Copyright 1998 American Medical Association. All Rights Reserved. Applicable FARS/DFARS Restrictions Apply to Government Use.1998
Acquired varicella-zoster virus (VZV) retinitis produces 1 of 2 patterns of retinal involvement, each with its own characteristic clinical features. In the acute retinal necrosis syndrome, affected patients are typically healthy and are initially seen with vitritis, retinal vasculitis, and confluent necrotizing retinitis preferentially affecting the peripheral retina.1 In the progressive outer retinal necrosis syndrome, patients are immunodeficient and have multifocal areas of deep retinal opacification located in the peripheral retina with or without macular involvement. They usually have a clear vitreous, no hemorrhage, and an absence of vascular inflammation.2
We recently treated a patient with the acquired immunodeficiency syndrome (AIDS) who had unilateral sudden visual loss and dense vitreous hemorrhage obscuring most retinal findings. Vitreous biopsy and laboratory analysis using polymerase chain reaction established the diagnosis of VZV retinitis.
A 28-year-old man with AIDS had a 1-day history of severe visual loss in his left eye. He complained that the vision had been blurred in the eye for several weeks, but that the previous morning he awoke with "no vision." The patient had been aware of his status as positive for the human immunodeficiency virus for 2 years. The AIDS diagnosis was based on a CD4 lymphocyte count of 4 cells per microliter (normal, >500 cells per microliter). His ocular history was unremarkable except for an episode of conjunctivitis 3 years previously.
His visual acuity was 20/20 OD and hand motions OS. The right eye was entirely normal. The left eye had small keratic precipitates and rare aqueous cells. A detailed fundus examination of the left eye was precluded because of a moderately dense vitreous hemorrhage obscuring most details. The macula was largely obscured. The optic nerve head was partially visible and peripapillary retinal edema and hemorrhage could be appreciated (Figure 1). The peripheral retina was visible with difficulty. Isolated areas could be seen with difficulty and showed intraretinal whitening and hemorrhage. No retinal breaks were present in these areas.
Fundus photograph of the left eye at initial examination. There is a moderately dense vitreous hemorrhage obscuring most details. The optic disc is partially visible, as is some peripapillary retinal edema and hemorrhage.
Echographic examination of the left eye showed an attached retina. The patient was treated with induction doses of ganciclovir for presumed cytomegalovirus retinitis. Serum was obtained and tested negative for syphilis, active toxoplasmosis, and sarcoidosis. Skin test results for tuberculosis were negative and a chest x-ray film was normal. His hemoglobin level was 100 g/L (normal, 133-171 g/L) and his platelet count was normal.
During the next few days there was no improvement in visual acuity or in the degree of vitreous hemorrhage. Because of the severe nature of the patient's ocular condition and the lack of a specific diagnosis, he underwent a pars plana vitrectomy and a vitreous biopsy 4 days after the initial examination. After removing the vitreous hemorrhage, widespread retinal opacification, intraretinal hemorrhage, and retinal necrosis were noted (Figure 2). The temporal retina was very necrotic and at the completion of the vitrectomy a large retinal defect was noted. Because of this large hole and a developing intraoperative retinal detachment, an air-fluid exchange was performed and the eye was filled with silicone oil to prevent postoperative retinal detachment.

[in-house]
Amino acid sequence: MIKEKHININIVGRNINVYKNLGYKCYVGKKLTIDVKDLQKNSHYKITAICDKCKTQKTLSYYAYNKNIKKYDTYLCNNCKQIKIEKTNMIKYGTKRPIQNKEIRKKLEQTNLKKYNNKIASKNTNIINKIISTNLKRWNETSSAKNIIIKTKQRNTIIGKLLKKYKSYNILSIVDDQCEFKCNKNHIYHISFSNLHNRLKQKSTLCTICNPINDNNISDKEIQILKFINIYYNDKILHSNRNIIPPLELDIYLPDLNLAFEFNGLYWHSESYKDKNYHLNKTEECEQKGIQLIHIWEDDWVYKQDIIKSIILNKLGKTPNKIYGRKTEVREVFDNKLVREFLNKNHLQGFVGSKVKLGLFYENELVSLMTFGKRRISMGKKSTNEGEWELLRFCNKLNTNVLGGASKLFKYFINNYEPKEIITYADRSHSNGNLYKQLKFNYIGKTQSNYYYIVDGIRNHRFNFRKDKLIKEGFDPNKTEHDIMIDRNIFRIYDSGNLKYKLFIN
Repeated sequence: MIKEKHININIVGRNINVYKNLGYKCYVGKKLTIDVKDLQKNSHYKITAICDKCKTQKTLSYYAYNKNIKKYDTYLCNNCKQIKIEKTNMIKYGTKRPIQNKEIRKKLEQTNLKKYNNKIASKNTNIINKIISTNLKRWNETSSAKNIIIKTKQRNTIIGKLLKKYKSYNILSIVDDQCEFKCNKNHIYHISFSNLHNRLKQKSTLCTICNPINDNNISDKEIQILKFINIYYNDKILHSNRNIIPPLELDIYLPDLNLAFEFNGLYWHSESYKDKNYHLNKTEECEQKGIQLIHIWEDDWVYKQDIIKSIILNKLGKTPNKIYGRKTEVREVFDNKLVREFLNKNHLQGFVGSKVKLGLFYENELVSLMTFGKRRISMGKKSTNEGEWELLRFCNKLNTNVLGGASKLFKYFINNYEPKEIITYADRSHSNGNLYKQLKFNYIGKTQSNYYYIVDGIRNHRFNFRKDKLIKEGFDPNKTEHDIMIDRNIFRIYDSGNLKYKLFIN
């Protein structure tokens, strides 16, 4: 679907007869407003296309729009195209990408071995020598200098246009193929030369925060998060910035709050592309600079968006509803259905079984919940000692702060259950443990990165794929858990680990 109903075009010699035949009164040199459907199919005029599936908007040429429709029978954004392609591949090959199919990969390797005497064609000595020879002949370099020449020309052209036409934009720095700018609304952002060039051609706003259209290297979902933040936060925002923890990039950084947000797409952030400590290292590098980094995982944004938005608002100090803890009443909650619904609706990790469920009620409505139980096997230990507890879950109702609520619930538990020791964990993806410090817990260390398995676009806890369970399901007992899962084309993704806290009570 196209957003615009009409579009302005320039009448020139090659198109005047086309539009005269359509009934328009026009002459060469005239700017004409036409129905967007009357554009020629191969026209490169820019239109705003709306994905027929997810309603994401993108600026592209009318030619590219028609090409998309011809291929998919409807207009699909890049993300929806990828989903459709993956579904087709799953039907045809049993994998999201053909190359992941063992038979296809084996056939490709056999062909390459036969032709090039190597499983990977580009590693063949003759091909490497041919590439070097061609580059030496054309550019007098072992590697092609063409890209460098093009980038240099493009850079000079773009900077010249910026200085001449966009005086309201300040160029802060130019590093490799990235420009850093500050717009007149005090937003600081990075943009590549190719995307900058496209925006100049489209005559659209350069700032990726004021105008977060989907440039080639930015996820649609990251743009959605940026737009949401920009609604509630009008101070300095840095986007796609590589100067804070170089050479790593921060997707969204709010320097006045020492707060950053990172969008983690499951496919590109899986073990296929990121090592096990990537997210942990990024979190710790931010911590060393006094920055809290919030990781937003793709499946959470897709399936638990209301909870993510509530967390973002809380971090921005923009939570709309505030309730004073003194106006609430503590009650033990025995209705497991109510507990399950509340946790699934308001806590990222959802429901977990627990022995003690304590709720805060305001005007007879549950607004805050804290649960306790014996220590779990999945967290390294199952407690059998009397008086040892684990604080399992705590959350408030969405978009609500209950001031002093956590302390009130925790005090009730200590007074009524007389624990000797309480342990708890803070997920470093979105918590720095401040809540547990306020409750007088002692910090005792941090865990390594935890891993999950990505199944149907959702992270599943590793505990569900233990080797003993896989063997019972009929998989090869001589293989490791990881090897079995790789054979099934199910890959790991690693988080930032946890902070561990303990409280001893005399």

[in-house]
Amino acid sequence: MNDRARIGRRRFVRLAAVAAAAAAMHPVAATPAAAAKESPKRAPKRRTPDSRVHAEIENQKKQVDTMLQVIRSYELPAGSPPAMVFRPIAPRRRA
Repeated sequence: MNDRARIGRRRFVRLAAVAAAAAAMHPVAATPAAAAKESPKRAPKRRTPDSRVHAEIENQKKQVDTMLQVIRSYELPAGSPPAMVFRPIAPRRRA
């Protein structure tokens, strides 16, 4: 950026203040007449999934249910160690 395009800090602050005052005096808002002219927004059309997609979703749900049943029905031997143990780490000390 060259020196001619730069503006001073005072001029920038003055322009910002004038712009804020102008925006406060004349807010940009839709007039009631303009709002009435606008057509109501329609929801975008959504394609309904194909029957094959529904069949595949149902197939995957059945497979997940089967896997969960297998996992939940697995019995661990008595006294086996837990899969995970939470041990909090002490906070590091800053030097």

Postoperative photograph of the left eye. There is widespread retinal opacification, hemorrhage, and necrosis. The vitreous cavity is filled with silicone oil.
Polymerase chain reaction analysis of the vitreous biopsy specimen was positive for VZV and negative for herpes simplex virus, cytomegalovirus, and toxoplasmosis. Postoperatively, the patient continued to receive intravenous ganciclovir. The retina remained attached, and retinal edema and hemorrhages resolved during the course of the antiviral therapy. The optic nerve became pale and the visual acuity fell to no light perception OS. The right eye has remained normal 1 year after the initial examination.
Spontaneous vitreous hemorrhage can occur in a variety of retinal disorders, but it is rare in ocular infections.3 Varicella-zoster virus retinitis in patients with AIDS typically manifests as progressive outer retinal necrosis with minimal hemorrhage. Our patient had some features of the progressive outer retinal necrosis syndrome, including profound immunosuppression, minimal anterior chamber reaction, rapid progression, and a poor visual outcome despite treatment. However, he had a markedly atypical presentation, with an acute, spontaneous vitreous hemorrhage. His human immunodeficiency virus status and the presence of retinal whitening in the periphery suggested an infectious cause and the need for laboratory diagnosis. This hemorrhagic variant of VZV retinitis adds to our knowledge of the various manifestations possible in this recently described condition.
This work was supported in part by an unrestricted grant from Research to Prevent Blindness Inc, New York, NY. Dr Lewis was a Heed Foundation Fellow for 1996-1997.
Reprints: James E. Puklin, MD, Kresge Eye Institute, 4717 St Antoine, Detroit, MI 48201 (e-mail: email@example.com).
Lewis JM, Puklin JE. Varicella-Zoster Virus Retinitis Presenting as an Acute Vitreous Hemorrhage. Arch Ophthalmol. 1998;116(1):104-105. doi: